Lord's curator's swansong

Mick Hunt. DH photo by Sidney Kiran

Mick Hunt had a kidney scan on Tuesday morning. The legendary 66-year-old groundsman, instead of recuperating at home, then dashed off to the Lord’s in the afternoon. In the baking hot sun, he was busy overseeing preparations for the second Test between England and India.

He couldn’t afford a chance to miss administering how the wicket was been laid out. Just when he was taking a breather in the stands, the heavens opened up slightly. He immediately rushed to the centre to ensure the pitch was covered up nicely. While he’s always been so committed, the extra adrenaline was because this would be his final game in charge, bringing to an end a staggering 49-year-old association with the hallowed ground.

He’s overseen three World Cup finals and had he not chosen to walk away, he could have rolled out the pitch for a fourth one when England hosts the showpiece event next year. It could also have marked a superb half-century, deserved reward for a person associated with a sport that loves statistics and numbers.

“There are two sides to it. One side is saying ‘Enough, its enough.’ And on the other side, I’ve made a lot of friends and a few enemies as well! It’s pretty sad but life goes on, doesn’t it? I got four children and nine grand children. I’m gong to spend some time with them,” Hunt said.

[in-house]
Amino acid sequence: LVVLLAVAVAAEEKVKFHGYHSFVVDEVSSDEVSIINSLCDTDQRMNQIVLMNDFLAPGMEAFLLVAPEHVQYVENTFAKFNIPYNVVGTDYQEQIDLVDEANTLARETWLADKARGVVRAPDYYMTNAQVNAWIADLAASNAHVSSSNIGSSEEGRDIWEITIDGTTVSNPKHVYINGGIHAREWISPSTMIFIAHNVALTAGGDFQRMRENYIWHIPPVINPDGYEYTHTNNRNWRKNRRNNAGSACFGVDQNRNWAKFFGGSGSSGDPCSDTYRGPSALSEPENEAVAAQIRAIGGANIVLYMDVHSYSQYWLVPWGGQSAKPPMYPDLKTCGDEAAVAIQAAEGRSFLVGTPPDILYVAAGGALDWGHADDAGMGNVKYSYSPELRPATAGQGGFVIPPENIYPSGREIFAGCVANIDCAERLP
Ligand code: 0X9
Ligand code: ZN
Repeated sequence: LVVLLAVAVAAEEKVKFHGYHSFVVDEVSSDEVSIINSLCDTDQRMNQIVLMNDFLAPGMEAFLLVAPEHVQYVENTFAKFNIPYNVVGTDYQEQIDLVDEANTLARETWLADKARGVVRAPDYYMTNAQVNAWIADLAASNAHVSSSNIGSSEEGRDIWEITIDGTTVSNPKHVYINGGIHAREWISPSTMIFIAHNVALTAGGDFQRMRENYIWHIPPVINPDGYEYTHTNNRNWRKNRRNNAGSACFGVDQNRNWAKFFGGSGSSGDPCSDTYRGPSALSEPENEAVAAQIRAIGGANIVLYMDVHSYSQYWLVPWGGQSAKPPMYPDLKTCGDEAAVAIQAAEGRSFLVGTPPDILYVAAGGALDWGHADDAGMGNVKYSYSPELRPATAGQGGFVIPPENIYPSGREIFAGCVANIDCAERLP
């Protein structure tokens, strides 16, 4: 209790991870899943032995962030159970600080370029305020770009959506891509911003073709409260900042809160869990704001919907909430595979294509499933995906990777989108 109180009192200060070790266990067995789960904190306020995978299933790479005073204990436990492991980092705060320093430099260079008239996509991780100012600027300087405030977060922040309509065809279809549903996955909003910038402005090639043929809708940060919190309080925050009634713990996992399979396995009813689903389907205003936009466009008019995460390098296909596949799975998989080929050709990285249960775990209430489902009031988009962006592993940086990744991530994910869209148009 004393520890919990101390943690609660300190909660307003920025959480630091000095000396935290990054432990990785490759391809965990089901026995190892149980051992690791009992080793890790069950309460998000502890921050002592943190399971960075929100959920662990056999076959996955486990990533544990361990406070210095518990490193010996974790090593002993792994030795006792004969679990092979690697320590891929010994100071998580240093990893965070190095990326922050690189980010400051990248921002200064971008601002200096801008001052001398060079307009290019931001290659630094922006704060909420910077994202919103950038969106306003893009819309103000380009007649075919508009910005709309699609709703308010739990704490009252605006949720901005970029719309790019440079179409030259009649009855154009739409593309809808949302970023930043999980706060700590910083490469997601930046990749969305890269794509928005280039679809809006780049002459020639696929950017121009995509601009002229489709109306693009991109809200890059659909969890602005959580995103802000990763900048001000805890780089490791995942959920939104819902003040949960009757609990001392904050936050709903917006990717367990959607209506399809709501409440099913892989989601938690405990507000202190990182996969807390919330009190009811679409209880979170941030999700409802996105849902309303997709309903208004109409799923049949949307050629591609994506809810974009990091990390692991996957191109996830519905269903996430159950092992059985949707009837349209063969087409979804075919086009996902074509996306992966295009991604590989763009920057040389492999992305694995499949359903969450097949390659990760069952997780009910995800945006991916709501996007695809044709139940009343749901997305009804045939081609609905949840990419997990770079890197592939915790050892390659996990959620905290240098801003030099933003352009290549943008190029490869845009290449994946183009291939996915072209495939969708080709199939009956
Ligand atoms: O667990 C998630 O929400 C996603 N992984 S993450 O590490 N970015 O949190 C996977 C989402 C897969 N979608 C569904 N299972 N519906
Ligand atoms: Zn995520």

“A lot of people have said (stay on for a fifty) but figures are not massive. When your body tells you time's enough, whether it's 40, 45 or 49 it doesn’t really matter. Figures are not important. I've got a family to think of, my health to think of. So I think the time is right.”

While admitting preparing a pitch for a Test match is extremely stressful, Hunt said what irks him the most is commentators shooting off their mouth prematurely. “Years ago most of the commentators weren't ex-cricketers, they just loved cricket. Now most of the commentators are ex-cricketers. The way they speak it's as if they never dropped a catch or bowled a bad ball or never misfielded. Some of these commentators think they're indestructible.

“It does annoy you sometimes when after the first over of a five-day Test match they've already passed their judgement on the pitch which is total nonsense. You've got to wait for at least a session or two. It can get a bit frustrating to listen to them at times.”

A witness to some great games, Hunt chose the 2002 NatWest Series final as his best. “The NatWest final where England got 325 and India were struggling at 5/146 is the best game. In the end those two guys (Yuvraj Singh and Mohd Kaif) turned things around for India. It was such a great game. It’s probably the best game of cricket I’ve seen. It was unbelievable. India were dead and buried. Great game of cricket.”

Hunt then cut off the conversation abruptly to attend to his primary duty.

 

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Lord's curator's swansong

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